The most significant change is a feature that extends battery life for mobile devices as well as improves the stability of Windows PowerShell and wireless network services.
Microsoft will release updates to Windows Vista this week that will target some of early adopters' most consistent complaints, including performance and compatibility tweaks. The updates will likely become available through Windows Update on Tuesday, according to Microsoft.
The new updates join a growing list of updates that will find themselves eventually integrated into Windows Vista SP1, which is due out early next year.
"These and similar updates will be wrapped into SP1 for those of you considering installing them in one fell swoop," Microsoft product manager Nick White wrote on his blog.
The most significant update Microsoft is adding to Windows Update is the second version of KB941649. It will extend battery life for mobile devices, improve the stability of Windows PowerShell and wireless network services, and also includes a number of compatibility and performance updates.
For example, it will improve Windows start-up time by "using a better timing structure," according to the update's release notes. It will also decrease the amount of time it takes for Windows Vista to return from a period of activity or exit one of Windows Vista's screen savers. Also included is better compatibility with non-Microsoft antivirus software.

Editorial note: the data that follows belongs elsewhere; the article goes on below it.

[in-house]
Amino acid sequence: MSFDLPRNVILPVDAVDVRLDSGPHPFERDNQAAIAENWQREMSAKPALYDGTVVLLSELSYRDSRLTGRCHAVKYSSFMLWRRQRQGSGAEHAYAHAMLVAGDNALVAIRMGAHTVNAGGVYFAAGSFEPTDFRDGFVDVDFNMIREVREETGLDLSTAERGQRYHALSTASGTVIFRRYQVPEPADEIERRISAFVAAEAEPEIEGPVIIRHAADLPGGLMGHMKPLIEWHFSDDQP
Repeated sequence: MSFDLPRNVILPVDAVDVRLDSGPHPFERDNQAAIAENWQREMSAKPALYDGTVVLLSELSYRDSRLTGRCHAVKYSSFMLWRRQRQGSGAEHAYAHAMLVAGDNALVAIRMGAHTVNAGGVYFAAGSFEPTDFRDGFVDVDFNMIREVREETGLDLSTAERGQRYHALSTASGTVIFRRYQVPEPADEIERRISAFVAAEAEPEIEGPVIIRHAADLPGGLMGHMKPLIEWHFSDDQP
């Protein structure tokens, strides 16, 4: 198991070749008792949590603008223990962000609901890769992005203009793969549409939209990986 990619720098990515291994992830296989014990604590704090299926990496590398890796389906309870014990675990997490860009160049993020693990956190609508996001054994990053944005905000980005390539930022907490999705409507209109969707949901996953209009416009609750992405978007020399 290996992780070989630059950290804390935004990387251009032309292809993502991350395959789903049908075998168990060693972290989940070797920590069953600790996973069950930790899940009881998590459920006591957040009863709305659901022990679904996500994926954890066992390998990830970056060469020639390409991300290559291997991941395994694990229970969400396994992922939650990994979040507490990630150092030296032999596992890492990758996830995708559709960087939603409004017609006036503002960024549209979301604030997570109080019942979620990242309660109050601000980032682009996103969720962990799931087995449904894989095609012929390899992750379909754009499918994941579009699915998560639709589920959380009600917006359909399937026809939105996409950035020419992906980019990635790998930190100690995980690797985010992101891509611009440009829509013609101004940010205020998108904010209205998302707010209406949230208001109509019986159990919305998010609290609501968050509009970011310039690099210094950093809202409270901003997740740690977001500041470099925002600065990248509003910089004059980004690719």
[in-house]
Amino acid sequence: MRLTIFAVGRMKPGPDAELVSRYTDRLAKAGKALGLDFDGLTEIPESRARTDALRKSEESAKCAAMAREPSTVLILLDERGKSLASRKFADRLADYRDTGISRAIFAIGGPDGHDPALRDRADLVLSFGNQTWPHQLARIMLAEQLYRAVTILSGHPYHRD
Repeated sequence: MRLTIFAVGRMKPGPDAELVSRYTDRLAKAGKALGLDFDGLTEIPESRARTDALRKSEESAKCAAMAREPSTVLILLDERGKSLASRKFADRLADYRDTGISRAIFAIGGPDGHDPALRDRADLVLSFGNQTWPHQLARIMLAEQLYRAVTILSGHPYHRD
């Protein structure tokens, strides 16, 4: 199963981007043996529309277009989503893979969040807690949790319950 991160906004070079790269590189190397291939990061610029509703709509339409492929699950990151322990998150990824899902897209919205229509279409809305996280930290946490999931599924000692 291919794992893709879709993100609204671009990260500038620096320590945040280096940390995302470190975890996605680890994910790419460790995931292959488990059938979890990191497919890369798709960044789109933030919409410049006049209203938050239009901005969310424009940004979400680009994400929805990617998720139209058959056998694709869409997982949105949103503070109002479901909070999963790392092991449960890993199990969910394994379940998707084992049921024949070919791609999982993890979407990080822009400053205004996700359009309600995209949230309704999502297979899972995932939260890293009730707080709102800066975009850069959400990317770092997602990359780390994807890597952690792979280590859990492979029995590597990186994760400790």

Another of the updates to become available is a roll-up of hotfixes -- 21 previously reported problems that deal with USB reliability. That update fixes some significant problems, such as USB devices no longer working when a computer returns from Hibernation Mode, as well as some obscure ones that hadn't even been previously reported.
The other non-security update rolling out this week is a cumulative update for Windows Media Center that deals largely with compatibility.
Building A Mobile Business MindsetAmong 688 respondents, 46% have deployed mobile apps, with an additional 24% planning to in the next year. Soon all apps will look like mobile apps – and it's past time for those with no plans to get cracking.